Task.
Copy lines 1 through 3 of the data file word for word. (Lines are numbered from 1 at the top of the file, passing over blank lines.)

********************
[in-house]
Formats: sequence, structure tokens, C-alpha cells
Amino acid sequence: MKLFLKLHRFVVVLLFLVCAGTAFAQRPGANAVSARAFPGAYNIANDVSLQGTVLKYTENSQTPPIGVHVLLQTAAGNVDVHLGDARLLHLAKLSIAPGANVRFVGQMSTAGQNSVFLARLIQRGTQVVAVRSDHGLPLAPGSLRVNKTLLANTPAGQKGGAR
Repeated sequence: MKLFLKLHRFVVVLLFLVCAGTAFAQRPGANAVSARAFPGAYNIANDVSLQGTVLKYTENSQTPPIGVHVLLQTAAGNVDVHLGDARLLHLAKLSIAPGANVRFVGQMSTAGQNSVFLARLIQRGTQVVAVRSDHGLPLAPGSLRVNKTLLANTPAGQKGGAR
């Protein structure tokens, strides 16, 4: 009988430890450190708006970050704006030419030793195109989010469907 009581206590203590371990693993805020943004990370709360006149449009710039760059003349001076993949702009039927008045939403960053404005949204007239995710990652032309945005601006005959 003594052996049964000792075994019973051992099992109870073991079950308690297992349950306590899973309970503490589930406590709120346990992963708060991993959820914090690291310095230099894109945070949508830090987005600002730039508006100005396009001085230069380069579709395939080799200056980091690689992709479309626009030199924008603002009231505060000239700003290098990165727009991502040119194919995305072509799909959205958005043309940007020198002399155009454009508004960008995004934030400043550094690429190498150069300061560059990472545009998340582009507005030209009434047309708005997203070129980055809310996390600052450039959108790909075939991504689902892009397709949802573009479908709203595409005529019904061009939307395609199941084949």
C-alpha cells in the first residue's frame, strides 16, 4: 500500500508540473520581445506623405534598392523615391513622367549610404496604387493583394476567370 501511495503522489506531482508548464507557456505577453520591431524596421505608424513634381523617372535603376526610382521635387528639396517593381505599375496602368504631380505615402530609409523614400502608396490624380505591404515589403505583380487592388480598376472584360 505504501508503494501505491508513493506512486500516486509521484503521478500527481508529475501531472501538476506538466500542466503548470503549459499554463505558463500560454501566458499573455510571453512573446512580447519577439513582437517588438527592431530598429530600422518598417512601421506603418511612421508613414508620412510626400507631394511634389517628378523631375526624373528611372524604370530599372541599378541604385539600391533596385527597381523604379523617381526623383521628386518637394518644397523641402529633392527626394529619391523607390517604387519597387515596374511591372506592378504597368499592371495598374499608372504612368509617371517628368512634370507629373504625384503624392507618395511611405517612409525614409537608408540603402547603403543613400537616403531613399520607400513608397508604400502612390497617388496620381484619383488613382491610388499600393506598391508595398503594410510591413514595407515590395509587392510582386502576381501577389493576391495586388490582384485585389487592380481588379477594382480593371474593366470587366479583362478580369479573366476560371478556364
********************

[in-house]
Formats: sequence, structure tokens, C-alpha cells
Amino acid sequence: MKLFLKLHRFVVVLLFLVCAGTAFAQRPGANAVSARAFPGAYNIANDVSLQGTVLKYTENSQTPPIGVHVLLQTAAGNVDVHLGDARLLHLAKLSIAPGANVRFVGQMSTAGQNSVFLARLIQRGTQVVAVRSDHGLPLAPGSLRVNKTLLANTPAGQKGGAR